EEI #10 Thinking about War – Mitigating and Accepting Risk

Essential Elements of Information for a Culture of Preparedness

This is the second in several planned posts under EEI discussing the impact on  how we fight in future war and conflict as a function of pending decisions related to mission definition, policy, and force structure . (The first post: EEI #6 discussing the F-22 cancellation)

Airliners flying into skyscrapers as a weapon in a new version of conflict/war - followed by horse-riding Special Forces “cavalry” calling in smart weapons air strikes by ancient B-52s in Afghanistan, shock and awe with tanks, Apache helicopters, and strike fighters, all moving North towards Baghdad along the Tigris and Euphrates Rivers, then vans filled with explosives in market places and hotel entrances, women with bombs strapped to their chests under burkas, unmanned aerial vehicles launching missiles at Taliban strongholds, and throughout it all, Grunts, infantrymen with rifles, dirty and hot, doing what they’ve always done moving to contact with the enemy one tiring step at a time – all these are representation of war and warfare in the 21st Century.

rescorlalzxrayWar is always violent, taking its toll on soldier and civilian alike, always messy, always complex whether the battlefield be at  Thermopylae, Gettysburg, Iwo Jima, or Fallujah.  But I would offer however, that both warfighter and citizen alike of the “Greatest Generation” understood well that the Battle of Britian was fighter warfare, the Battle of the Atlantic -submarine warfare, the war in the Pacific both aicraft carrier warfare and amphibious warfare. And of course whether island hopping or struggling through the snow at Bastogne, there was always the Soldier and Marine rifleman. Complex, yes, but also easier to understandand and put in context than the dynamics of events since September 11, 2001- in my opinion.

For this century we have created a somewhat confusing array of terms:  network centric warfare, fourth generation warfare, guerrilla warfare or counterinsurgency, all  mixed with conventional and unconventional warfare, all in context  with war on terrorism, and  further, now the attempt to differentiate with conventional warfare, there are irregular warfare and hybrid warfare.

While situations in both Iraq and Afghanistan have forced rethinking, then rebuilding – since warfighting in Vienam - counter-insurgency (COIN) capability, planning for future wars – structure, rolls and missions, and technology – require serious thought on what the next threat might be – state on state war (as in WWII) with an emerging China or rebuilding Russia, or more of the same  – mix of insurgents, terrorists, or non-state actor mix along with state on state uniformed force on uniformed force.

This series of EEI posts suggests strongly that understanding this process and the outcome is not only necessary for our government and military (at all levels), but also for a prepared community in acknowledging, mitigating, and finally accepting some level of risk.  As Col Frank Hoffman (USMC, Ret) states in closing the following article “The Sept. 11 funding spigot is about to be turned off, returning the Pentagon to the need to rethink its priorities and make tough choices. We no longer have the resources to simply buy everything and eliminate every risk. We will have to consciously wrestle with this challenge in the upcoming QDR (Quadrenial Defense Review). The time for hard calls has arrived.”

Col Hoffman’s article discussing current thinking, planning and multiple approaches is well worth reading in full under Striking a Balance on Armed Forces Journal. Key points are provided below.  For  further information and different opinions see:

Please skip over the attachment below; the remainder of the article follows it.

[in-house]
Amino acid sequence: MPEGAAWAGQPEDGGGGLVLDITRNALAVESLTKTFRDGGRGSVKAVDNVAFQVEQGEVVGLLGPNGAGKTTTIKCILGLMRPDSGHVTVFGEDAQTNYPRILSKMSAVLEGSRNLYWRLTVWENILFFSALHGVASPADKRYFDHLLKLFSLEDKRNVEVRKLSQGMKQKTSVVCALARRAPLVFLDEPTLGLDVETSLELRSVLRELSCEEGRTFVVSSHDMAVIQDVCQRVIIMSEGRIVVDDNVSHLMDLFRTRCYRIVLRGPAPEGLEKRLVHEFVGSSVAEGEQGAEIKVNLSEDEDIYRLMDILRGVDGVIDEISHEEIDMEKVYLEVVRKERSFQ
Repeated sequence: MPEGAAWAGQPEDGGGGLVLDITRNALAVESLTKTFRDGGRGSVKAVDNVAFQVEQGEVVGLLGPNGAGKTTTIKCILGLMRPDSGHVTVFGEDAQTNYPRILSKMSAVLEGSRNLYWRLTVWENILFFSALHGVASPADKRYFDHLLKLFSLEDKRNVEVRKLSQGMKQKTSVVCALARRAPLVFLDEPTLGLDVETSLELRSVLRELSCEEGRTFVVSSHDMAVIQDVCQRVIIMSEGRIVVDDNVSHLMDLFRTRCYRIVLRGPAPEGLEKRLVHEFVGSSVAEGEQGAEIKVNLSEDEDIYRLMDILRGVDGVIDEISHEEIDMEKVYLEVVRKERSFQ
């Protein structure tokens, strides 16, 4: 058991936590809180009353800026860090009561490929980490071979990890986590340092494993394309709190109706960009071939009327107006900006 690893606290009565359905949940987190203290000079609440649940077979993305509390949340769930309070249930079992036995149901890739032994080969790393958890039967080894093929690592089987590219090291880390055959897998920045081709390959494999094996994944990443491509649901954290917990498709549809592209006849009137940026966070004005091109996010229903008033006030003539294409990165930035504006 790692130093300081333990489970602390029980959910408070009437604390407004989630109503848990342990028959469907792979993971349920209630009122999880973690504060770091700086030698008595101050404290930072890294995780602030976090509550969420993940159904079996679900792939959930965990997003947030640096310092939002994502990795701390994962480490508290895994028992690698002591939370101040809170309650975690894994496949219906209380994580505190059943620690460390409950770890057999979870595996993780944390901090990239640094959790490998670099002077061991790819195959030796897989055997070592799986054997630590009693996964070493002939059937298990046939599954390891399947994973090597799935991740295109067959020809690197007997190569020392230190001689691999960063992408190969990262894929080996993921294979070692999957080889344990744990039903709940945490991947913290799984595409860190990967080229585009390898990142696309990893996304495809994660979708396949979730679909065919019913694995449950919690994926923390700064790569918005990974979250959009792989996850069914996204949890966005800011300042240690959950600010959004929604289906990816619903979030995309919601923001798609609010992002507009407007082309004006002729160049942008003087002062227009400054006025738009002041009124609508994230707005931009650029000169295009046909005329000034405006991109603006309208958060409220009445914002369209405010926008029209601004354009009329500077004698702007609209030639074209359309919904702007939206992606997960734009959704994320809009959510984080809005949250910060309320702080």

Posturing the future force for COIN and conventional warfare (in part)


We are in another post-Iraq war debate about how to best posture our military investments for the future. The 2010 Quadrennial Defense Review will center on the critical question about the evolving character of conflict. Exactly what kinds of wars are we expecting to fight, and how should we allocate scarce time and resources to maximize readiness and deterrence while minimizing risk? The not-so-subtle groundswell of resentment, if not outright bureaucratic resentment, coming from Defense Secretary Robert Gates’ effort to allocate just 10 percent of the Pentagon’s investment account for irregular warfare suggests that this will not be a simple matter.

Today’s post-Iraq strategy and forces debate was first depicted in Andrew Bacevich’s tart Atlantic Monthly essay, “The Petraeus Doctrine.” He portrayed a stark choice between two competing camps in the U.S. military. At one end of the spectrum of conflict, he observed that there was a group which he derisively called the “Crusaders,” who were promoting an emphasis on counterinsurgency and irregular threats as the proper focus for our armed forces. At the other end of the spectrum, he identified a competing school of thought, which he labeled the “Traditionalists.” Bacevich personalized the ongoing debate by using two prominent contemporary authors, retired Army officer John Nagl and West Point’s Col. Gian Gentile, as the polar protagonists.

This “black and white” option set created a false binary choice that is great for media consumption but represents a gross oversimplification and distorted conception of America’s strategic options. It also created a caricature of the protagonists who offer much more sophisticated arguments when reviewed closely in context.

There are a variety of schools of thought on how to address this force posture problem. This assessment will examine a suite of four schools. In each school, the principal military threat and its probability and consequences will be identified. Additionally, the force structure requirements and posture shifts to support each school will be examined. The four schools include:

• Counterinsurgents, who emphasize the high likelihood and rising salience of irregular adversaries.

• Traditionalists, who place their focus on states presenting conventional threats.

• Utility Infielders, who balance risk by striving to create forces agile enough to cover the full spectrum of conflict.

• Division of Labor, who balance risk differently by specializing forces to cover different missions to enhance readiness.

(PWH note: The complete article discuuses each school in depth followed by analysis.  Here PWH just provides basic definition and Col Hoffman’s conclusion)


This school argues for a transformation based on today’s fights. The advocates here believe that Iraq and Afghanistan represent far more than a passing blip in the evolution of conflict. They contend that massed formations comprised of traditional arms and large-scale conflict between conventional powers is not a realistic planning scenario. They contend that the most likely challenges and greatest risks are posed by failing states, ungoverned territories, transnational threats and radical versions of Islam.